Speak Their Name
Someone I love has gone away
And life is not the same
The greatest gift that you can give
Is just to speak their name.
I need to hear the stories
And the tales of days gone past
I need for you to understand
These memories must last.
We cannot make more memories
Since they’re no longer here
So when you speak of them to
It’s music to my ear.
©kp/Out of the Ashes
One of the important reasons we have end of life ceremonies is to speak the name, tell the stories and acknowledge the loss of someone who was special to us.
My father lived in another country for a long time and died there several years ago. He had never been a big part of my life but he was my father. When he died someone called me to tell me and my brother was left with a bit of a mess to clean up financially and that was about it. We just carried on but it never felt right somehow. So, years later I gathered my family together in my living room for a little memorial service. We told stories, listened to music and said goodbye. There was something significant about that event and I was glad I did it even if it was late in coming.
So often I hear people say they don’t want any kind service when they die; I have said it myself in the past. Now it saddens me to hear it because it leaves their loved ones in a bit of a quandary. They want to honour the wishes of the deceased but they are left hanging there without the comfort and acknowledgement that comes with an end of life ceremony. I have had many people tell me they wished they hadn’t listened, that they would have gone ahead with some kind of service any way because they really felt incomplete.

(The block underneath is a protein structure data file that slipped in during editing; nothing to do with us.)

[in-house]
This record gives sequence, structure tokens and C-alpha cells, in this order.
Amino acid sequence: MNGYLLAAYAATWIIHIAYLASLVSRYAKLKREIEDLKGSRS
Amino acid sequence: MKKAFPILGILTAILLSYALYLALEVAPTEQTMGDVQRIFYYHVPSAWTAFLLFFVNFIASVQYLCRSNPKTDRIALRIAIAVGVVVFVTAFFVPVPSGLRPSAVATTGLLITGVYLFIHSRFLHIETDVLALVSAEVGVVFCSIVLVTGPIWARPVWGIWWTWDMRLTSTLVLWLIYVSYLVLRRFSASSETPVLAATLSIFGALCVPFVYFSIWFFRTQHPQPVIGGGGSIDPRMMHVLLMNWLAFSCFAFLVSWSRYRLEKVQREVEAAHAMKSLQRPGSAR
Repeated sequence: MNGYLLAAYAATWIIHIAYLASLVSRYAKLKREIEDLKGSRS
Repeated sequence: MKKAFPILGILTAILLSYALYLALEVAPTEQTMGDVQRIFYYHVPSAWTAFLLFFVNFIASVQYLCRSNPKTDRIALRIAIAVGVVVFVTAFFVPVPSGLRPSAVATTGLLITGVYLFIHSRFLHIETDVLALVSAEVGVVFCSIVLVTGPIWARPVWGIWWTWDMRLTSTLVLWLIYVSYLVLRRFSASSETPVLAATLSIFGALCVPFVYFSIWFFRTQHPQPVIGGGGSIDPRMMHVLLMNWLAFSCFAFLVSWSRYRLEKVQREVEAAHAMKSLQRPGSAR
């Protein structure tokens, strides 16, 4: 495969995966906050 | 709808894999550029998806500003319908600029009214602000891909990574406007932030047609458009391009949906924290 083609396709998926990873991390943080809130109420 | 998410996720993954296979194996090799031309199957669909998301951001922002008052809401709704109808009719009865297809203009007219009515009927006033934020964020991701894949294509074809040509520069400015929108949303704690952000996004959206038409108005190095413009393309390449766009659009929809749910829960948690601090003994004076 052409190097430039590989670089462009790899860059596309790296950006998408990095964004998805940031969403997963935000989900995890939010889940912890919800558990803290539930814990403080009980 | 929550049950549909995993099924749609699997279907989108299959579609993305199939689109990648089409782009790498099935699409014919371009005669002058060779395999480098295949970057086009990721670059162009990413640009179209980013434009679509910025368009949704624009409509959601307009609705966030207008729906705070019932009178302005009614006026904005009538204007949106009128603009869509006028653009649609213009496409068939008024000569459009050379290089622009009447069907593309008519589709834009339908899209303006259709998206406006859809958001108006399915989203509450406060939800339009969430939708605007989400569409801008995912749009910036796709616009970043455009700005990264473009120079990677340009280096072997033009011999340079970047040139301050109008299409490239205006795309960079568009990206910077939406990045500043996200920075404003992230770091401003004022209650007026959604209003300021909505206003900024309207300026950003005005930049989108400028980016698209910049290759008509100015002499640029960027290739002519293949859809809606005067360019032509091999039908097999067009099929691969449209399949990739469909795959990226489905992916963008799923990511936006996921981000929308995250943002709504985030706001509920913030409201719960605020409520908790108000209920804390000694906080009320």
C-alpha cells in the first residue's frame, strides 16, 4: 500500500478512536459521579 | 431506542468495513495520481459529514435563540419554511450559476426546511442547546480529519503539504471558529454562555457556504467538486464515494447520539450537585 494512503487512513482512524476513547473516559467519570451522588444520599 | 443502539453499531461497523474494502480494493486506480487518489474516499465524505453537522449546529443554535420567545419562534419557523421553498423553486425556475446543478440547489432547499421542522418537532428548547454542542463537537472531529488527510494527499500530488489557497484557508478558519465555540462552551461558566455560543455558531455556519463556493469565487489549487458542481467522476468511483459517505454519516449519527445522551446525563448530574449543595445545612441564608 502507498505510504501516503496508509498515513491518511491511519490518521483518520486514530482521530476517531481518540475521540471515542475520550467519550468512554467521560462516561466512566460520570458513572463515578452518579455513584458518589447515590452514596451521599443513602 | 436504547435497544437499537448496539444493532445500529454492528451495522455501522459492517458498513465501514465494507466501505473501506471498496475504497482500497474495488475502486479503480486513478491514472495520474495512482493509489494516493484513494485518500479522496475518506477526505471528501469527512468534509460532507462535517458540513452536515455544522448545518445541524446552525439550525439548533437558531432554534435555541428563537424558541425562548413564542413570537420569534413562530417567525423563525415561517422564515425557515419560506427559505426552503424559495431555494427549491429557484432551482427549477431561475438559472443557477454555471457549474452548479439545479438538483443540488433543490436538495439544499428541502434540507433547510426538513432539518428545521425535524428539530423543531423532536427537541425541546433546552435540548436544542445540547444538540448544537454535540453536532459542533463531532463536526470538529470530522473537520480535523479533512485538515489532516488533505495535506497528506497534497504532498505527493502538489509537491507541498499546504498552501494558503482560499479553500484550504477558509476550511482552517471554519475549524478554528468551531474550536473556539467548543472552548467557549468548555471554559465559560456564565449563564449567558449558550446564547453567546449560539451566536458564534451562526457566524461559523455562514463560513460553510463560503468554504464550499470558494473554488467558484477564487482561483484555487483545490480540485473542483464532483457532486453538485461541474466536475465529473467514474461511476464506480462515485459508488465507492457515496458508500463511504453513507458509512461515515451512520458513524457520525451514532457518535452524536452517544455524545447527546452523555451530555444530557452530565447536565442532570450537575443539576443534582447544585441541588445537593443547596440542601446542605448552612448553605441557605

Some form of goodbye ceremony is an important part of the grieving process. It doesn’t have to be formal or traditional or religious. A goodbye ceremony should be reflective of the person who has died. It can be in a chapel or church or community hall or hotel or park or golf clubhouse or theatre or your own living room. It can include tributes both spoken and audio/visual, stories, poems and readings that bring comfort, acknowledging the loss and affirming the ongoing nature of life. It can be led by a celebrant or minister or a friend. The point is there are lots of options but, in my opinion, doing nothing at all is not a really good one. Remember a goodbye ceremony whether it be a funeral or a celebration of life is really for the living even though it is about the one who has died.
The growing tendency to skip any kind of service today seems to be related to our lack of awareness and the challenges we have in dealing with death and grief. There really is no way around either one and keeping it all hidden in the background doesn’t mean we aren’t going to experience it. In our culture of denial we like to pretend we aren’t subject to life’s vicissitudes, especially the experiences of los,s but indeed we are so why not face it, embrace it and grow through it.
Grief is really a transformational journey when we allow it. It can open our hearts; or it can shut us down. The choice is ours. If there are things left undone and unsaid in the relationship, then we need to resolve that for ourselves. We need to talk about those close to us who have died. We need to express our pain and sadness and what is unresolved, then we need to release it so we can hold in our hearts the fond memories instead of the pain. We need to come out of the shadows and let light into those dark places. Loss is and integral part of the circle of life with all its joy and sorrow, gains and the losses.
No matter what, it’s still an amazing life and we are blessed to be sharing it with those we encounter along the way. So let yourself grieve the losses and let yourself live and love and enjoy life as well.